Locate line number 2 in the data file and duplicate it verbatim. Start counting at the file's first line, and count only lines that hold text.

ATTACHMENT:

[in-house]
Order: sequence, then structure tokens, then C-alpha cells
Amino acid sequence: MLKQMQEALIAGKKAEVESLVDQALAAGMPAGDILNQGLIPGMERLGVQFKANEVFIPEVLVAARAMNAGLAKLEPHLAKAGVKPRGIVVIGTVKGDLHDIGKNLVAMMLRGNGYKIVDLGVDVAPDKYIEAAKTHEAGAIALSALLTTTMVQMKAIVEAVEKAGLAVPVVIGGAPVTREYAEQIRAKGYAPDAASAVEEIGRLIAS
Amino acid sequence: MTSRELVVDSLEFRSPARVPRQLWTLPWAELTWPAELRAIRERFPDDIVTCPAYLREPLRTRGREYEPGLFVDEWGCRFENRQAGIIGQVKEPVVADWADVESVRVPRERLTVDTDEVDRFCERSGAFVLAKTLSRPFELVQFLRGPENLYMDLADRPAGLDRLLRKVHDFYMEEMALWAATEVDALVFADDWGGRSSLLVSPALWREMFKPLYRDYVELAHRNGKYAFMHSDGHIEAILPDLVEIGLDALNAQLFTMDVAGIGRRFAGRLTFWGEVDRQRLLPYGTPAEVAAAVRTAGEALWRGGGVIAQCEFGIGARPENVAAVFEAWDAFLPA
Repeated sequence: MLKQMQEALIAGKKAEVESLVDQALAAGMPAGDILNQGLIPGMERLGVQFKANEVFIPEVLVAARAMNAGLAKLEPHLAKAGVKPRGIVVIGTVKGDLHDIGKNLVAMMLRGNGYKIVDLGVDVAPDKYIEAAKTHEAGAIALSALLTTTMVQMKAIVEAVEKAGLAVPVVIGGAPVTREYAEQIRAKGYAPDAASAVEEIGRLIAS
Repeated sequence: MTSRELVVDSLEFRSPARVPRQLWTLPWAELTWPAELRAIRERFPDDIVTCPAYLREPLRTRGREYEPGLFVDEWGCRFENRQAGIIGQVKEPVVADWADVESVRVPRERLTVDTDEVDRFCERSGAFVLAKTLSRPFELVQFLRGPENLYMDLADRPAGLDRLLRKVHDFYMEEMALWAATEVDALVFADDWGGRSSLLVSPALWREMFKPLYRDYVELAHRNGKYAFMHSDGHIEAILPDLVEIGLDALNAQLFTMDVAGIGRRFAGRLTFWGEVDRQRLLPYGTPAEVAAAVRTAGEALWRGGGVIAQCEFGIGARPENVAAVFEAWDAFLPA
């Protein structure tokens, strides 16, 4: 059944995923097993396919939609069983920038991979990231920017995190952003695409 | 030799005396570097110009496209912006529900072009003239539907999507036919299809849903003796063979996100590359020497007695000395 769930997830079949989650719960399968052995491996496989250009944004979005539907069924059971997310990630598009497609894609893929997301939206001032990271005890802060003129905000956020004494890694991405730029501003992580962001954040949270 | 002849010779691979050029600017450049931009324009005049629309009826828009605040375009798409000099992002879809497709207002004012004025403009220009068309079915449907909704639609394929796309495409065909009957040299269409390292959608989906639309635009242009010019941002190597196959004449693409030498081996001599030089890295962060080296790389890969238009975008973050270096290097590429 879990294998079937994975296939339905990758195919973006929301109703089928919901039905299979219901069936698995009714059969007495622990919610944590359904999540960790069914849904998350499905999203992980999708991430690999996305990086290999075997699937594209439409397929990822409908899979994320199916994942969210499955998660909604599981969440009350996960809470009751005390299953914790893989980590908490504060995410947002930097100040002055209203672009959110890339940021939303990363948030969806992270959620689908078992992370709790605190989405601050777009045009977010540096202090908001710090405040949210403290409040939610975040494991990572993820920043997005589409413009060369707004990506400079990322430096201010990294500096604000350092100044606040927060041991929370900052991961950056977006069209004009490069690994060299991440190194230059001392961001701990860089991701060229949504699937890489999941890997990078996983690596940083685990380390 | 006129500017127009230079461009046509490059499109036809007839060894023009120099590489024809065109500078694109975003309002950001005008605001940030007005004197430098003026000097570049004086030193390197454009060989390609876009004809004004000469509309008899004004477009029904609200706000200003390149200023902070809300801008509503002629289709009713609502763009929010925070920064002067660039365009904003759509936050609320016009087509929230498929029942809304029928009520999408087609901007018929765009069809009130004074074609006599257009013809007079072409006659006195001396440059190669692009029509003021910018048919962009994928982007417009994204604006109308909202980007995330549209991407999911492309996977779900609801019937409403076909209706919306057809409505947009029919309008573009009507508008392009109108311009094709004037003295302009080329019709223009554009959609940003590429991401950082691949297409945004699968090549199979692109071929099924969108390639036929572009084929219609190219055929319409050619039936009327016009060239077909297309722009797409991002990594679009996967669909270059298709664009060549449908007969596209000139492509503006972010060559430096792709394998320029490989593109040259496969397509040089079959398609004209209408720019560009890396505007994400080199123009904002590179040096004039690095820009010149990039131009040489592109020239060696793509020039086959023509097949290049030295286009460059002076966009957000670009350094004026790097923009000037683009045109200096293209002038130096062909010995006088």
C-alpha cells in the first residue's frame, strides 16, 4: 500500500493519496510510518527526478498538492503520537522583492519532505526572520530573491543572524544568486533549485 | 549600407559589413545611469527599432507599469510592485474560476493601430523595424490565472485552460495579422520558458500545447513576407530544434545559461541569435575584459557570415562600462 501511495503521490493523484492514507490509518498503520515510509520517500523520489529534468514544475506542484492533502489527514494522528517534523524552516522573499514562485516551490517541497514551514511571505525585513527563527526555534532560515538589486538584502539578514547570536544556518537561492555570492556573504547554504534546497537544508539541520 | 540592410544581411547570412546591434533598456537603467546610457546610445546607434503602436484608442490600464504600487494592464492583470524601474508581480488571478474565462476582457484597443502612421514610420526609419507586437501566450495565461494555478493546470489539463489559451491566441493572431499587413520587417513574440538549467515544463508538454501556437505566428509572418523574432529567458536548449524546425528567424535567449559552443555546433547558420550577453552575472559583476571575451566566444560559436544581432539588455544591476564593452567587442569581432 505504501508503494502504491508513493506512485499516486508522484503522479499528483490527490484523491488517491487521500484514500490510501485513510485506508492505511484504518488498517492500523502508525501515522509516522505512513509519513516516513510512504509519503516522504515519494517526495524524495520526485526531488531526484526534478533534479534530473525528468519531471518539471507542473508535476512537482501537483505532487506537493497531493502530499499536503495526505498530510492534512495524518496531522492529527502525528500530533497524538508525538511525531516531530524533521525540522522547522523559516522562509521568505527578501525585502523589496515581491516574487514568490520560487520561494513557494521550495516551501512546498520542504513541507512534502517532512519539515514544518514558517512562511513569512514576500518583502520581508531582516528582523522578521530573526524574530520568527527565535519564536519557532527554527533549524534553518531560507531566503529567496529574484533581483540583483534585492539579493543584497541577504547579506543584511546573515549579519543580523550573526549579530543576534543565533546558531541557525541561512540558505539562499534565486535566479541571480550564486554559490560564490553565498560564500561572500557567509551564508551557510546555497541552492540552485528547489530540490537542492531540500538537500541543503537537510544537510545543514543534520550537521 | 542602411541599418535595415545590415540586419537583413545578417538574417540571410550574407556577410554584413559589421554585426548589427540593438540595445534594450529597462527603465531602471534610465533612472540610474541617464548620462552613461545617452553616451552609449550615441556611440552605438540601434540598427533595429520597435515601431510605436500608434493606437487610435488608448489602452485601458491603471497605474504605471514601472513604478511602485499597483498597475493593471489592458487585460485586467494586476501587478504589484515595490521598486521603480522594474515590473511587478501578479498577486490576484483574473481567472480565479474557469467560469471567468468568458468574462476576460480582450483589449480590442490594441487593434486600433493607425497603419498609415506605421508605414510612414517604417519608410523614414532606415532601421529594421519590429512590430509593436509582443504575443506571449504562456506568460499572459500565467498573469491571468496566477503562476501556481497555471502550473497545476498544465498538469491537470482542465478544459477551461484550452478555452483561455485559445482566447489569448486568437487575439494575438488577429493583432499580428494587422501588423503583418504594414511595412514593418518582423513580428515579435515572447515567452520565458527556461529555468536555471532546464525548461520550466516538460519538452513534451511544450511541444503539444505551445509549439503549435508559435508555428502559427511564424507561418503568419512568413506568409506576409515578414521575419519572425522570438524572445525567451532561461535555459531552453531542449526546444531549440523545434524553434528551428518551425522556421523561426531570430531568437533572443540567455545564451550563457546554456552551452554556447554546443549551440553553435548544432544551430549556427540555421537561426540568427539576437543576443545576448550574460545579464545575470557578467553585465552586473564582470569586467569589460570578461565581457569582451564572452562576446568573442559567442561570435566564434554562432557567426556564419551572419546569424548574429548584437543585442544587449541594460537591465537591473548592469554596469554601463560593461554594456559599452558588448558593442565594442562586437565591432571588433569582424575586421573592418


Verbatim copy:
Order: sequence, then structure tokens, then C-alpha cells